For the next nine months, the lives of school kids and their families will revolve around what’s happening in the community’s schools. Even those who don’t have children in school might mark the dates of athletic contests, concerts or special …
January 1 may be called the beginning of the new year, but for a large part of Powell’s population, the year really began this week with the start of school.
For the next nine months, the lives of school kids and their families will revolve around what’s happening in the community’s schools. Even those who don’t have children in school might mark the dates of athletic contests, concerts or special programs at the local schools and at Northwest College, whether to remind themselves to attend or to make sure they don’t schedule an important meeting or event on the night when everybody wants to go watch the Powell-Cody football game or attend a big concert in the Nelson Auditorium.
Education is a big part of Powell’s economy. A study last spring found that just operating NWC brings approximately $17 million in economic activity into Park, Big Horn and Washakie counties, and the students themselves generate nearly $5 million in additional activity. Powell is certainly the biggest beneficiary of that activity.
The impact of Park County School District No. 1 on economic activity, particularly in this period of school construction, is even greater.
The most important impact of the schools, of course, is not what they do to entertain us or bolster our economy. Obviously, the most important role of the schools is educating the students who attend them.
Public schools always seem to be under fire for their failures, but a quick look at the world around you would tell you that, overall, the schools are doing a good job. Odds are that the doctor who treats your aches and pains, the banker who takes care of your money and helps finance your house, the businessman running a store you patronize, the farmer who feeds you and the lawyer who handles your legal needs all are most likely the products of American public schools. Every day, electricians, carpenters, auto mechanics and truck drivers utilize skills built on a foundation they acquired in public schools and community colleges.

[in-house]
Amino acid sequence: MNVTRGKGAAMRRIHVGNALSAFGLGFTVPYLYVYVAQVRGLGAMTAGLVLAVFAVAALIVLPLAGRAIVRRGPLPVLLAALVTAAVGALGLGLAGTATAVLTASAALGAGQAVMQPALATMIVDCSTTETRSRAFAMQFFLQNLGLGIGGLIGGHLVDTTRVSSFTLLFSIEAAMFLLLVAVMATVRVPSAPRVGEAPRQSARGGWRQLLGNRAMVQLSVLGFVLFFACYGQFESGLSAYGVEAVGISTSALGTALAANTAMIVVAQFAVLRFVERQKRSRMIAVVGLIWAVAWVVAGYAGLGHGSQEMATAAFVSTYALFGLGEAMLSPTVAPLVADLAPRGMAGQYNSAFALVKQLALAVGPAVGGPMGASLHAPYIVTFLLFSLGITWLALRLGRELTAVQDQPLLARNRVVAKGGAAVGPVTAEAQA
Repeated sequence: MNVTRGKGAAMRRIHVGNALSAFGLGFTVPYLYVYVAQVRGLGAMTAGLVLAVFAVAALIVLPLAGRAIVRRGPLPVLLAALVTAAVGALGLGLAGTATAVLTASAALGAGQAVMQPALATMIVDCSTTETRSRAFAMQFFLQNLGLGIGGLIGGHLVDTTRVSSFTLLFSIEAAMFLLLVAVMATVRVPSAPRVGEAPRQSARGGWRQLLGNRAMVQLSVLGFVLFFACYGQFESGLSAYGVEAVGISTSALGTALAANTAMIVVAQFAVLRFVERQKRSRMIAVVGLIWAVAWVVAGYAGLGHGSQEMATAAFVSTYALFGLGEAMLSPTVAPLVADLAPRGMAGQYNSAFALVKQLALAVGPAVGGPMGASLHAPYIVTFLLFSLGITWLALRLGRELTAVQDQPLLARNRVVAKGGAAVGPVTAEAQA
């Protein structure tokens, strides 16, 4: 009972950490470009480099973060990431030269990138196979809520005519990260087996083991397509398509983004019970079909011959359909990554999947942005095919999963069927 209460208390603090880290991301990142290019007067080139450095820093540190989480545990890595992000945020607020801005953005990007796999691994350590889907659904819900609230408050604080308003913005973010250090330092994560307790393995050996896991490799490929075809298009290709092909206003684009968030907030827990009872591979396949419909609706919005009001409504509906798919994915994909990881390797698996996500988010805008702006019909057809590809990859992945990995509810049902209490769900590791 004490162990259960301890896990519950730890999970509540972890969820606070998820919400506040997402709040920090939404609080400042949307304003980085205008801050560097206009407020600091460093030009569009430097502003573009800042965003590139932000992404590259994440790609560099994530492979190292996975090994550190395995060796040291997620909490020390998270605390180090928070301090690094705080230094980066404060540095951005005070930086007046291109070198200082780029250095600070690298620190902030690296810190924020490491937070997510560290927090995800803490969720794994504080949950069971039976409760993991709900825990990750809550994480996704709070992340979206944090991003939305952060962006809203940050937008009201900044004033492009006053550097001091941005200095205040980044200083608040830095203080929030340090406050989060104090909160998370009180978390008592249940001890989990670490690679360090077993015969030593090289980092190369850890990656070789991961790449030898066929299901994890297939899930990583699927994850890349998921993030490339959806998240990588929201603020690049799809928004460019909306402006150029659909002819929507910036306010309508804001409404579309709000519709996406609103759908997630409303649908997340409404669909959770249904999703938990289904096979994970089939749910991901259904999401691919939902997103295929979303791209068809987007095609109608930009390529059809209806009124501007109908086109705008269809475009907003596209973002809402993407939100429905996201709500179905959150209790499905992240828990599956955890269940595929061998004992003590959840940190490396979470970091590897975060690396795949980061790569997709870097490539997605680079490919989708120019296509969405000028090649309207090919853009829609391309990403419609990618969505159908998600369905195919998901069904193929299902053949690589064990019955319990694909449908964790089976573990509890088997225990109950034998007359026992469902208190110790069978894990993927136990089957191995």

Of necessity, schools have changed tremendously over the years in response to changes in the job market and the advances in technology, changes that seem to be coming more and more rapidly in recent years.
Our society is continually changing, and, like most institutions, schools have difficulty keeping up with those changes. But Wyoming’s teachers, administrators and students been working hard to keep up, adapting to new standards, more testing and newer technology. The most visible effort in the Powell schools this year will be the project to integrate iPads into instruction.
Despite the changes, the objective of the schools and colleges will remain the same: Providing the foundation for learning and preparing students to continue a learning process that will last a lifetime.
That work is arguably the most important work our society does. We commend all who are part of that work — parents, faculty, staff, administrators, board members and supportive community members — and we wish you a successful and productive school year.